A number of imaginative initiatives are underway to improve the dissemination of research findings to practitioners and to educate professionals in research methods so that they are in a better position to assess critically the relative merits of different research studies (Atherton, 1998; Bullock et al., 1998; Berridge, 1999). The building of more general theory can also usefully take place through the collation of research studies from which broader messages can be drawn (Department of Health, 1995; Department of Health, 1998). The danger is that, in the attempt to improve accessibility to research, complex messages are distilled into 'key messages' from which theoretical content has been removed. Not only does this render theoretical aspects of research even more invisible, but can run the risk of denying the very elements of intensive, qualitative research which make it of value to professional practice.


This paper has reflected on the process of theory generation in the study of the exclusion from school of children looked after by local authorities. This was a modest study and would by no means claim to be the 'last word' on this issue. Not only is this is an area of policy and practice which has changed rapidly in recent years, but any explanation of the problem must be multi-layered, making reference to different aspects of the social world. Theoretically, however, it was fruitful in developing understanding of the complexity of the issue of exclusion within the context of residential child care, and in producing a theoretical model of exclusion. This potentially offers a framework for intervention at different levels of policy and practice, and also has the potential to be extended and developed to other contexts.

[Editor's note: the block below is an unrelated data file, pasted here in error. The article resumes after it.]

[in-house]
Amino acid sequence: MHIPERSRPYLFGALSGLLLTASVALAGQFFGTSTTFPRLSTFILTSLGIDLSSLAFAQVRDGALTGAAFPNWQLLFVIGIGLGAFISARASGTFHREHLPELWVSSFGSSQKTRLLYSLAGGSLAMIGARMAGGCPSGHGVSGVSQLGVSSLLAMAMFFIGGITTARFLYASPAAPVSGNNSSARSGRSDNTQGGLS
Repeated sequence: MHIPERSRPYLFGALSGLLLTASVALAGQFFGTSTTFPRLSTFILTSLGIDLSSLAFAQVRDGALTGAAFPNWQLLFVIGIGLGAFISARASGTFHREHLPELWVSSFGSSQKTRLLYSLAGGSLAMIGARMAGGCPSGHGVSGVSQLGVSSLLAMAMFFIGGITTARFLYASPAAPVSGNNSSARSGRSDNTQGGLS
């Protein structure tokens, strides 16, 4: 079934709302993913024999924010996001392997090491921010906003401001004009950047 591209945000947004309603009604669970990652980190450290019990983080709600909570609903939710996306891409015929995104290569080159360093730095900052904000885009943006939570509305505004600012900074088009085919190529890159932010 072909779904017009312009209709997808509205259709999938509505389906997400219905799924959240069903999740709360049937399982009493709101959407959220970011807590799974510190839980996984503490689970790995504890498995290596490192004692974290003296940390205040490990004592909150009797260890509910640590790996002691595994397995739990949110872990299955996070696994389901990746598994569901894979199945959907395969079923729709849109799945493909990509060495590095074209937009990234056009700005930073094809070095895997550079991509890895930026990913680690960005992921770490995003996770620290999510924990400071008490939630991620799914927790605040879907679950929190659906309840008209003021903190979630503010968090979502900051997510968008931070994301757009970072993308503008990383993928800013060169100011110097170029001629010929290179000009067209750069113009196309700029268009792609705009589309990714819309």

More generally, this discussion has considered how qualitative research of this type can generate theory that is relevant within a social work context where, it has been argued, increasing precedence is being given to empirical research in a quantitative tradition (see, for example, Sinclair, 1998). It is important to reassert the need for a range of methodological perspectives to be applied within social work research, and for continued interaction between social work research and other areas of social science. Within this enterprise, qualitative research has an important role to play in contextualising problems, providing detailed description and generating theoretical explanations that are embedded in the subjective experiences of research participants. The dissemination and application of this kind of knowledge will require ongoing discussion between researchers and research participants. Such dialogue is not an adjunct to, but an essential component of, the theorising process.